Award-winning poet Adam Sol shares a recipe for cooking a poem. Try it!
Idea: Take three kinds of language and intersperse them.
Reason: I love hearing how different kinds of language bang up against each other. So this encourages that sort of poem.
1. Make numbers 1-3 down a page, so it looks like this:
2. Take a piece of official language that’s in the room you’re in. Instructions about how to proceed in case of emergency, a memo that’s been recently distributed, something from the newspaper. Insert that language into all of the lines marked 1 in your list.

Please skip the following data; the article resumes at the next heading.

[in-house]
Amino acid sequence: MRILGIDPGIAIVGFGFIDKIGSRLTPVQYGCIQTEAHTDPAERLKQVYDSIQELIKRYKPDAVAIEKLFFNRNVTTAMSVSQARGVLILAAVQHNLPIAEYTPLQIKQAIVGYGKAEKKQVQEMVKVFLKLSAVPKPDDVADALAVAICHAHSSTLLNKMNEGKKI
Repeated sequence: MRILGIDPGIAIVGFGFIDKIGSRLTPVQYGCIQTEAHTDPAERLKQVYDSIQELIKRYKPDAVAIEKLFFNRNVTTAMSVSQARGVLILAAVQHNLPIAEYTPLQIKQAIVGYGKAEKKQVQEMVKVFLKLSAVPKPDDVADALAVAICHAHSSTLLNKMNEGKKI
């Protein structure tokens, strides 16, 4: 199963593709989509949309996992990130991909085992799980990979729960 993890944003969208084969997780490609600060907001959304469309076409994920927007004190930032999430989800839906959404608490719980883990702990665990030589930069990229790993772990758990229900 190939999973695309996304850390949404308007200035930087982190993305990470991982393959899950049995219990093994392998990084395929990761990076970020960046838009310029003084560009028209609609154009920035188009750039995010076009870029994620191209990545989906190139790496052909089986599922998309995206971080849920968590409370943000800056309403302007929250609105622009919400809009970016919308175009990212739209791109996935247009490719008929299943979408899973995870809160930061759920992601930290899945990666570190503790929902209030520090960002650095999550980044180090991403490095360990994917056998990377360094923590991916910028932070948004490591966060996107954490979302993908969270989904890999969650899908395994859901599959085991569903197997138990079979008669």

2. Try to carefully describe a natural object. Intersperse along the lines marked 2.
3. Write a letter (fictional or real) to someone you love that expresses something deeply felt — anger, love, disappointment, longing. Address the letter to that person and distribute in the lines marked 3.
I find that this exercise usually produces some really great juxtapositions, although it doesn’t tend to make a complete poem. But one of the great things poems can do is jump from subject to subject, tone to tone, approach to approach, without apology or explanation. This exercise encourages that, sometimes with surprisingly powerful results.